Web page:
The 14 Best Beaches to Surf in the U.S.
1. Montauk Point, NY
City Escape: New Yorkers can escape the city life simply by jumping on the subway and heading to Rockaway Beach, but a bit further out over on Long Island, Montauk Point has consistent waves and a variety of breaks. The waves vary, making it ideal for all types of surfers.
2. Ruggles in Newport, RI
Notorious Waves: The surrounding area might be super posh, but this East Coast destination can hold 20-foot waves at times. These waves are for serious riders, especially if you have the courage to hit the water during hurricane season.
3. Virginia Beach, VA
Where East Coast Surfing Was Born: Average yet consistent waves here make it a good place to get some experience for those new to the sport. Also home to the East Coast Surfing Championships, so it’s a fun beach to sit back in the sun and admire the pros.
4. Kitty Hawk, NC
Southern Surfing: North Carolina’s Outer Banks islands are extremely popular and saturated with folks enjoying the waters, and the pier is where you will find the best breaks as it catches good swells and produces hollow and powerful waves.
5. New Smyrna Beach, FL
Always Catch A Break: Moderately sized and very easy to ride waves can be found here on Florida’s coast. Great for beginners to professionals, but just be weary of the shark infested waters.
6. South Padre Island, TX
Texas Sized Waves: There aren’t many surfers in Texas, but South Padre Island is the one exception with a highly concentrated area of surf bums. Texas waves are generally flat in the summer but during the rest of the year swells come in from the north, south and east.
7. Yakutat, AK
That’s Right, Alaska: Want to avoid crowds? Head over to Yakutat, a town of about 1,000 people that is only accessible by boat or plane. The water is usually in the 50’s, and the waves aren’t necessarily big but instead they’re long and glassy. The deserted beaches are perfect for those seeking some solitude while riding some waves.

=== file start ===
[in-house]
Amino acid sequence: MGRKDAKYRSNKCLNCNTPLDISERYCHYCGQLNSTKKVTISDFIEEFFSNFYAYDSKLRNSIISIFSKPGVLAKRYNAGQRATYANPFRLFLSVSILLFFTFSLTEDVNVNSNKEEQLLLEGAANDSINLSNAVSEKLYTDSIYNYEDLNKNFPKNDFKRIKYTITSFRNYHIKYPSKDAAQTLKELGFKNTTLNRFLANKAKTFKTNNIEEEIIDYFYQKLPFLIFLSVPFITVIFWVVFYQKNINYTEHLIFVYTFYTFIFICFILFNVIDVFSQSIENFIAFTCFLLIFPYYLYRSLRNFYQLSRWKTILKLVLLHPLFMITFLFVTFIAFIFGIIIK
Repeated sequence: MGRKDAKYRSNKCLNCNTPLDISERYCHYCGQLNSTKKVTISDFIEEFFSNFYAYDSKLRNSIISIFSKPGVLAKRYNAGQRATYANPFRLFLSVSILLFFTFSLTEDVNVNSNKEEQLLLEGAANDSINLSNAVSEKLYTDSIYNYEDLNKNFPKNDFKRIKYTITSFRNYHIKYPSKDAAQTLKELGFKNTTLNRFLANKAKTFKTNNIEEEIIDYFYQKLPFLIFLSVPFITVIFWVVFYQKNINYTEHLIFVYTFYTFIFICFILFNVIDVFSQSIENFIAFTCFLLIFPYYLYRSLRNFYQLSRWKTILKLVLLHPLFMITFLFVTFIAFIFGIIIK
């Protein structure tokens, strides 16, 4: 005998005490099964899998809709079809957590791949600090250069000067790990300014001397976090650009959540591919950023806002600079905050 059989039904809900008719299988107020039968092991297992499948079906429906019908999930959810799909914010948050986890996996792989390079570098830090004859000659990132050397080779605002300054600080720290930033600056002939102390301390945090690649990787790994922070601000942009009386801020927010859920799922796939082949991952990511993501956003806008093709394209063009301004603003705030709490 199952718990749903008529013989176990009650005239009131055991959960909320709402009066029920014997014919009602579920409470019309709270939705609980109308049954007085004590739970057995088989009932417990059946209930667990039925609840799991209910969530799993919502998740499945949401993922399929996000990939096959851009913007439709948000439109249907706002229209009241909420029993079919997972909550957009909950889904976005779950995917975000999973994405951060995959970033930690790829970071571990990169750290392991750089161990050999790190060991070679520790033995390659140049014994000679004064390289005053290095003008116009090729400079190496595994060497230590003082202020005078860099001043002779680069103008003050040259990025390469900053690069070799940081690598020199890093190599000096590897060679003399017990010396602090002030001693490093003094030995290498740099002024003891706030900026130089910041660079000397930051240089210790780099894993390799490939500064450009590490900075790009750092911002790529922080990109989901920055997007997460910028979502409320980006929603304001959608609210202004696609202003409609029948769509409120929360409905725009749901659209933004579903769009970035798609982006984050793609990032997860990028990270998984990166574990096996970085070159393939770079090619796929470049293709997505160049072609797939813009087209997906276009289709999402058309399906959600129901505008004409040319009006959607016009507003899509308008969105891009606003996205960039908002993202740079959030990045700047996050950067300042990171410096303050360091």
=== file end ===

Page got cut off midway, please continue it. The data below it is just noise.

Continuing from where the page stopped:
8. Westport, WA
Cloud Covered Surf: The long jetty at the north end of Westport, near the entrance to Grays Harbor is where the best waves can be found at this Seattle city escape. Westport is one of the few consistent spots along Washington’s coastline to catch a wave, so the beaches can be crowded.
9. Smuggler Cove, OR
A Surfing Treasure: It takes a hike along a scenic trail to get to this staple of the Northwest, and the modest waves that range from quick hollow tubes to slow rollers are forgiving to newbies.
10. Trestles, San Clemente, CA
Waves For Everyone: Located in San Onofre Beach State Park just outside of San Clemente, Trestles is broken up into three regions along the beach; Uppers, Lowers and Middles. Lowers is the best known while Uppers is a great spot for long boarders. The waves at Middles are less intense, making them perfect for amateurs.
11. Huntington Beach, CA
Surf City U.S.A.: This is the heart of Southern California surfing and the beaches attract large crowds. The waves here aren’t as serious as the surfers who claim the beach to be theirs only. The waves are generally mild near the pier but depending on the swell, can get to be good sized.
12. Sunset Cliffs, San Diego, CA
Cliffside Swells: Swells here come from the west and northwest and can reach overhead, and are best in the fall, winter and spring. The cliffs are gorgeous to look at but they can be hazardous as surfers can be smashed against them if they can’t get out of the water in time.
13. Maalaea Bay, Maui, HI
It Doesn’t Get Faster Than This: A south-facing spot on Maui’s west coast is home to a right-hand break commonly referred to as “Freight Trains,” which are considered to be the fastest waves in the world…that can be surfed.
14. Log Cabins, Oahu, HI
The Less Talked About North Shore Beach: Oahu’s north shore is known for having the biggest and best waves in the world, and Pipeline is one of the most legendary spots in the region, but the north shore has many lesser known sports and one of them is Log Cabins. This right reef break has consistent waves during the winter that often exceed 30 feet. And…it’s just as dangerous as Pipeline, so don’t attempt to surf here unless you know what you are doing.
About the Author: David Duran is a Brooklyn-based luxury, hospitality, culinary, and overall freelance travel writer who contributes to such publications as Fodor's, Travel + Leisure, Destinations Weddings & Honeymoon, and Caribbean Travel + Life, among others. When not traveling 20-25 days a month for his work, he spends his free time planning more travel! To read some of his work, check out his online portfolio, and follow him on Instagram and Twitter at @mrdavidduran.